Cue no doubt, ironic chortling.. Not a trick question though. Trust and Recruitment. Two words that are rarely found in a sentence together, even though the former is usually the determining factor in which recruitment businesses you engage with – whether to find your next challenge or to seek out that game-changing hire.

As a Recruiter, even I had my favourites (Rec2Recs), and I always found it both amusing and reassuring that even the very best recruitment companies rely on other recruitment companies. It is an affirmation of the highest order, that industry specificity and acquired knowledge, has yet to be deposed by the ‘generalist’ hive mind.

Having been both hiring manager and candidate – the answer to the question might seem simple; the ones I have always trusted will be the ones that deserve my trust going forward and now is not the time to reassess.

But there is a nagging doubt. Is the recruitment business that emerges from the post-COVID-fog, the same as the one that went in? With resources (and budgets) likely to be extremely precious, should I be compelled into a reassessment?

Scant few industries have celebrated economic success in recent months, and the recruitment industry is no exception. Businesses have not been hiring, and the ONS noted that March to May 2020 saw the largest quarterly decrease to the vacancies total since the current series started in 2001, with an estimated 476,000 vacancies in the UK; this is 342,000 fewer than in the previous quarter.

Successful Recruitment businesses (contrary to the image cultivated by what seems like 1 in 3 contestants on The Apprentice) do not charge steep margins for the service delivered and such an unprecedented and immediate collapse in the jobs market only leaves big business holding painfully high fixed costs relative to income.   The furlough scheme has been a real success at preserving the livelihoods of many a recruiter in the short term, but the longer-tail B2B pipeline won’t be fixed with a meal voucher and job losses seem inevitable – indeed many haven’t wasted any time and made cuts early.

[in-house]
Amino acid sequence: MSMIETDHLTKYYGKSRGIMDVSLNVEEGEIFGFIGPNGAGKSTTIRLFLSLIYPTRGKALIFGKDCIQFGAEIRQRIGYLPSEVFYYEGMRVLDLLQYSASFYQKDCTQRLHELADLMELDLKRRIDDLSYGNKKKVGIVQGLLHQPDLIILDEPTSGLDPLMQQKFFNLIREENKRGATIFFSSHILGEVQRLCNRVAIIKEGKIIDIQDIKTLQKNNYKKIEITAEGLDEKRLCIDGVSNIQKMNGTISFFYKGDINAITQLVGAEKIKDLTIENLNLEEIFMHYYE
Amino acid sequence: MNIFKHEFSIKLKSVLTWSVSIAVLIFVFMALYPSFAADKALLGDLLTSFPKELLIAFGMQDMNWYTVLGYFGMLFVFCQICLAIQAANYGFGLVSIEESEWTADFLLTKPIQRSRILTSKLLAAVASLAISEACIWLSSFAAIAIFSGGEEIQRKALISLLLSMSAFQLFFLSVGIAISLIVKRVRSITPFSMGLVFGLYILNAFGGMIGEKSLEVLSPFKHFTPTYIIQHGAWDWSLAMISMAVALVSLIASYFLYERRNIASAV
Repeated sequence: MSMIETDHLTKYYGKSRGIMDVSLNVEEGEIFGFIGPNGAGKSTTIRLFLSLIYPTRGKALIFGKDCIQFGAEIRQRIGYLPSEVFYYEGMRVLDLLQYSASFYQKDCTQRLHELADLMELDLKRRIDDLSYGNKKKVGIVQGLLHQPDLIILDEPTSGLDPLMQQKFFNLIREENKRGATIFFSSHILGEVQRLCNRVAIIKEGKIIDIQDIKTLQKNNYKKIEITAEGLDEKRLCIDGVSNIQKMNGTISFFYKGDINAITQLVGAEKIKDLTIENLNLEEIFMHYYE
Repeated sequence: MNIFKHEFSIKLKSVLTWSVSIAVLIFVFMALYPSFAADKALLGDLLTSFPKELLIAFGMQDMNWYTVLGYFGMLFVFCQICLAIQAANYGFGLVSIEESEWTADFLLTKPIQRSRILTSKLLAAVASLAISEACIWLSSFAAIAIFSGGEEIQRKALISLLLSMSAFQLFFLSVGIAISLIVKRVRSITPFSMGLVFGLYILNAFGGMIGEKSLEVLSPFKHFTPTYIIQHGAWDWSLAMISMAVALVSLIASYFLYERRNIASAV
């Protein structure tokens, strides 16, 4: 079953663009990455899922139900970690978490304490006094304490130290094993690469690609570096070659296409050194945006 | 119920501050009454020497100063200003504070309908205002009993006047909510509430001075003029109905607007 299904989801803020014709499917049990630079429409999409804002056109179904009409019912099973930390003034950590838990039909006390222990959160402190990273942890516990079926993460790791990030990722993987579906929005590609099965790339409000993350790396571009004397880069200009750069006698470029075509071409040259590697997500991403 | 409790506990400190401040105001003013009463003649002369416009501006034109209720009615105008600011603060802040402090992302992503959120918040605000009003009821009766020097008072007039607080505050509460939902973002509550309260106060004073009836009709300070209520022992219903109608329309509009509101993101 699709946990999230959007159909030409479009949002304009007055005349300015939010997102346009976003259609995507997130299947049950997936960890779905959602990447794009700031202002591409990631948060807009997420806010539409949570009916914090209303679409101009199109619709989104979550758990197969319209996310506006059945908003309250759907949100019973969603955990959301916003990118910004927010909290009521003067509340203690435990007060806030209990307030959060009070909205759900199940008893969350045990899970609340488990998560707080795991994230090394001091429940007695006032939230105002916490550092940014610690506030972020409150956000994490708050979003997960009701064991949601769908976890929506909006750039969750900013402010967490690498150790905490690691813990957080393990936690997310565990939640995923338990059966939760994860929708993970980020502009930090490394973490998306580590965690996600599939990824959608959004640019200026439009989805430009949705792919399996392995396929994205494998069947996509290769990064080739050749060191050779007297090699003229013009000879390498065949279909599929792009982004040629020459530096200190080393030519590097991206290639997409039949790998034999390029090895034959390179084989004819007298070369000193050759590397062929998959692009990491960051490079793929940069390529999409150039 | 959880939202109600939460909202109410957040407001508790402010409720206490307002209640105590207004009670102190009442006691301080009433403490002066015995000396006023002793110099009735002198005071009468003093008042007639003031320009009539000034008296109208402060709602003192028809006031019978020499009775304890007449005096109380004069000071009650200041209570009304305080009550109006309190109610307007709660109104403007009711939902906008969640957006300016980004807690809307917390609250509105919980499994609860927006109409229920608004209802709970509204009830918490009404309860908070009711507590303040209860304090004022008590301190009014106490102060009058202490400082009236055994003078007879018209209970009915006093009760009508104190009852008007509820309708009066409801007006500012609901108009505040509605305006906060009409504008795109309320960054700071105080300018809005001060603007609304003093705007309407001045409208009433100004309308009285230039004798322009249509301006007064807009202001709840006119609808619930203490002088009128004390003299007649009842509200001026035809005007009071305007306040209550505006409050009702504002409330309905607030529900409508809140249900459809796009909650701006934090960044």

Recruitment businesses have a choice – preserve their USP (and their capability) or be forced to trade down on their USP (and maintain profitability). Here are a few simple tests, which can help guide you on which is which:

1.Specificity Aggregation

Economic shock can cause a ‘specificity dizziness’, that can lead to recruiters becoming the ostensible arbiters of role categorization. Any recruiter will tell you tales of the endless dilution of any niche vertical in the hands of success/sales hungry remit aggregator. Using a laptop is a Tech role and adding up belongs to the Finance Recruiters.

If the recruiter you have always chosen shows signs of generalising, chances are it has hollowed out a skill or does not wish to prioritise your niche any longer. Choose instead to work with a business that doubles down in your niche – you will be better served.

Rob White, Managing Director of the InsurTech specialists, Redimeer notes:

“Redimeer’s focus on our key markets translates to confidence for our clients. Too often, recruitment companies cast their net wider as the economy contracts, when the opposite should be true. The team at Redimeer work hard to refine our niche, so we can deliver for clients.”

2.Breadth of Capability

A successful career in Recruitment is of course challenging and it is certainly not quick. Indeed, dispelling the dream of “buying a house in year 1” has become a public service for almost all serious recruitment managers, in the hope that we might spare the world from the next iteration of Stratton Oakmont. During the long years it takes to develop the knowledge and network required to deliver at the highest levels, the best recruiters diversify their capabilities as their market moves and adapts and their clients seek growth in different ways other than ‘more people.’